Why Should My A1c Be 7 Per Cent Or Less?

Why Should My A1c Be 7 Per Cent Or Less?

Share: Over the last several years a significant amount of research has proven that control matters, and good control is now defined as an A1C of < 7 per cent. What is an A1C? An A1C test shows your blood glucose control over the last 2 or 3 months. Research from both the Diabetes Control & Complications Trial (DCCT) and its follow up study (EDIC) proves that having an A1C of 7 per cent is definitely worthwhile for persons with type 1 diabetes. Exactly 1441 volunteers aged 13 to 39, all with type 1 diabetes, took part. These people agreed to randomly be assigned to either conventional treatment - taking about two insulin injections a day - or to intensive treatment (IT) - taking either multiple dose insulin (MDI, about 4 injections a day) or an insulin pump. During the study the A1C of each group was compared: the conventional therapy group had an average A1C of 9.1 per cent (normal 4-6 per cent) the intensive therapy group had an average A1C of 7.2 per cent The purpose was to finally demonstrate whether or not good blood sugar control was really important to prevent the complications of diabetes. And indeed it is – as you can see below, complications developed at a much lower rate in the intensively treated group compared to the conventional group. Effect of intensive therapy on: Those with no complications at beginning of study: Those with some complication at beginning of study: Eye Disease (retinopathy) 76% overall reduction 54% less progression 45% less risk of needing laser therapy Kidney Disease (nephropathy) 34% less microalbuminuria 56% less proteinuria Nerve Disease (neuropathy) 69% less occurrence 57% less occurrence Heart Disease Trend towards reduction in risk factors Trend towards reduction in risk factors The reduction in risk for eye disease (the prima Continue reading >>

How To Get A1c Below 7 Percent

How To Get A1c Below 7 Percent

Q: I was diagnosed with type 2 diabetes about six years ago. In the beginning, I controlled my diabetes with diet and exercise. But last year I started taking glyburide and extended-release metformin. My fasting blood glucose is 150 -- 180 mg/dl, and my last A1C was 7.0 percent. I have to admit that currently I'm not exercising. What do you suggest? A: Right now, your A1C is close to target, but seek the advice of your doctor to see if you should aim for a reduction in your A1C. The American Diabetes Association (ADA) recommends an A1C of below 7 percent and as near to normal (below 6 percent) as possible without running too low. The ADA's target fasting blood glucose range is 70 -- 130 mg/dl. Think of diabetes self-management as a stool with three legs: physical activity, healthful eating, and medications. If you shorten or remove any one of the three legs, the stool won't be level or might even fall over. Your glucose monitor (and periodic A1C test results) sits on top of the stool, reflecting the balance of the three legs. Your doctor's role in keeping the diabetes-management stool level is to regularly evaluate your overall situation and make medication adjustments to help you achieve your targets. The glyburide you take helps the pancreas make more insulin. Metformin helps the liver release more normal amounts of glucose to regulate fasting blood glucose levels. To a degree, the metformin also helps increase sensitivity to insulin. The stool's other two legs -- what you eat and how you include movement in your day -- are areas you can choose to improve. A certified diabetes educator (CDE) or diabetes education classes can help you make changes that fit your lifestyle. Virginia Zamudio Lange, R.N., M.S.N., CDE, is a registered nurse, certified diabetes educator, and Continue reading >>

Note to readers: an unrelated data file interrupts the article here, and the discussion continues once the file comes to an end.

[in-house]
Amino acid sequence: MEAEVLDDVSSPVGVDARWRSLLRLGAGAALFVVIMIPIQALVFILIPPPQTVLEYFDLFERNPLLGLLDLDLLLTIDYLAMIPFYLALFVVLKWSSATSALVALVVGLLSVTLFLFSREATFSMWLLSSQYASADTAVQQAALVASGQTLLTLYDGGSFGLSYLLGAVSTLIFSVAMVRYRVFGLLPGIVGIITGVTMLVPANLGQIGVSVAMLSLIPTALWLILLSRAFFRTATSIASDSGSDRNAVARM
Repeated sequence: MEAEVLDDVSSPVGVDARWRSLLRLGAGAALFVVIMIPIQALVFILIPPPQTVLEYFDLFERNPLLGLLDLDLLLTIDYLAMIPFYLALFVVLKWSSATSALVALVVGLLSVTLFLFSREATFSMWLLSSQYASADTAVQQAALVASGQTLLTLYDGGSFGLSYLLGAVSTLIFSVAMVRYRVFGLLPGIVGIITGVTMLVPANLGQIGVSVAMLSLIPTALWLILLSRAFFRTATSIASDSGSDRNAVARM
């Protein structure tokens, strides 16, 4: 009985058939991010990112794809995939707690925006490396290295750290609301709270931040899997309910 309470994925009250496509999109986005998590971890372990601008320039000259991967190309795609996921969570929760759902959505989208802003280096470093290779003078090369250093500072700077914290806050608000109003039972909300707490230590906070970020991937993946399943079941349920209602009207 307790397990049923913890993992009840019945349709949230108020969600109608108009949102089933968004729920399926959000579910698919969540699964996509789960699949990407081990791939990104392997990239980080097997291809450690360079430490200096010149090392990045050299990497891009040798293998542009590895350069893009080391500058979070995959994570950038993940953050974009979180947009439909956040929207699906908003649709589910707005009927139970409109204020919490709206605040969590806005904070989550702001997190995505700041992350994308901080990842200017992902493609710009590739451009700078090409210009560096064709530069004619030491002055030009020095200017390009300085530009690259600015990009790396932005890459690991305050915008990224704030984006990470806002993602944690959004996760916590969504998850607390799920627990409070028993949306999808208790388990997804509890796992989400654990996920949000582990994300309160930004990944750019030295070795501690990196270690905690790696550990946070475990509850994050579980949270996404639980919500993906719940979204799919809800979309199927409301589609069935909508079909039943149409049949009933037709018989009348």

Defining A Route | Constructware | Autodesk Knowledge Network

Defining A Route | Constructware | Autodesk Knowledge Network

Learn the basics to get started and then master techniques that help you get the most out of Constructware See complete table of contents In-Product View To translate this article, select a language. The Workflow Route window opens with the General tab displaying as the default. See GUID-D3137E68-5553-4DDD-9019-8088151E7489.htm#WS73099CC142F48755-789C4B1E11D24BE26D7-7BBA for more information about the fields. Select void to remove a route. Only active routes are available to end users. Choose an Uploaded File, if desired, intended to give end-users explanation about the use of the route. Select Allow Previous Routes to Display to indicate if you want to allow the step participants to view prior instances of routes when reviewing the document. Determine which users you want to Allow to Make Changes While in Route. BIC User refers to a current Participant. This gives participants with the appropriate module-level permission the ability to modify the document while it is in the route. Determine if you want the route to Lock Documents at End of route When Route Ends with Approved. Other responses do not have the power to lock a document. Note: The Approved response is only available for "Approval" type steps. Determine whether you want Administrator users to be able to edit locked documents (not typically recommended) Determine if the initiator can select individual cost items to lock (Cost Events, CCDs, RCOs, and OCOs only) Select whether you want to Allow BIC User to Solicit Additional Response(s), and whether, in doing so, they can pass responsibility for a decision (delegate) to others. You can solicit responses from multiple people, but can only delegate to one. If you want to Specify a Document Template on the Route Action tab, do so. Otherwise, the document's select Continue reading >>